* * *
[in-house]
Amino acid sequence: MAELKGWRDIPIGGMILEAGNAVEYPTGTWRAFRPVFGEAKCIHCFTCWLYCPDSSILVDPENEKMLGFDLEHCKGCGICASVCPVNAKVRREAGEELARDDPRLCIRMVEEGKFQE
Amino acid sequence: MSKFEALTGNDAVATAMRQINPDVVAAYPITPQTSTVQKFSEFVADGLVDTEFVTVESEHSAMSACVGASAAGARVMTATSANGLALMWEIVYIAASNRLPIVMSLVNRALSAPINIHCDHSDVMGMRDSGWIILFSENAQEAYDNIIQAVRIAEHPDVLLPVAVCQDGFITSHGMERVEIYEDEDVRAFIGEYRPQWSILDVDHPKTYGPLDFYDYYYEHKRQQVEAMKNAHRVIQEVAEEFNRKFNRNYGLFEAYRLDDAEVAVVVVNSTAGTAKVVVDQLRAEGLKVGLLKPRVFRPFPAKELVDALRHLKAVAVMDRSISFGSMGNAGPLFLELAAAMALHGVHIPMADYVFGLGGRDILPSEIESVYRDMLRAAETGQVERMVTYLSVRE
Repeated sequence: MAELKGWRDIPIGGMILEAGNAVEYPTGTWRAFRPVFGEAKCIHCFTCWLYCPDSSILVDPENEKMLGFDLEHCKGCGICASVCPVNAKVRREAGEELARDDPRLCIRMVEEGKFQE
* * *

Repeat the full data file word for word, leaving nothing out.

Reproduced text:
[in-house]
Amino acid sequence: MAELKGWRDIPIGGMILEAGNAVEYPTGTWRAFRPVFGEAKCIHCFTCWLYCPDSSILVDPENEKMLGFDLEHCKGCGICASVCPVNAKVRREAGEELARDDPRLCIRMVEEGKFQE
Amino acid sequence: MSKFEALTGNDAVATAMRQINPDVVAAYPITPQTSTVQKFSEFVADGLVDTEFVTVESEHSAMSACVGASAAGARVMTATSANGLALMWEIVYIAASNRLPIVMSLVNRALSAPINIHCDHSDVMGMRDSGWIILFSENAQEAYDNIIQAVRIAEHPDVLLPVAVCQDGFITSHGMERVEIYEDEDVRAFIGEYRPQWSILDVDHPKTYGPLDFYDYYYEHKRQQVEAMKNAHRVIQEVAEEFNRKFNRNYGLFEAYRLDDAEVAVVVVNSTAGTAKVVVDQLRAEGLKVGLLKPRVFRPFPAKELVDALRHLKAVAVMDRSISFGSMGNAGPLFLELAAAMALHGVHIPMADYVFGLGGRDILPSEIESVYRDMLRAAETGQVERMVTYLSVRE
Repeated sequence: MAELKGWRDIPIGGMILEAGNAVEYPTGTWRAFRPVFGEAKCIHCFTCWLYCPDSSILVDPENEKMLGFDLEHCKGCGICASVCPVNAKVRREAGEELARDDPRLCIRMVEEGKFQE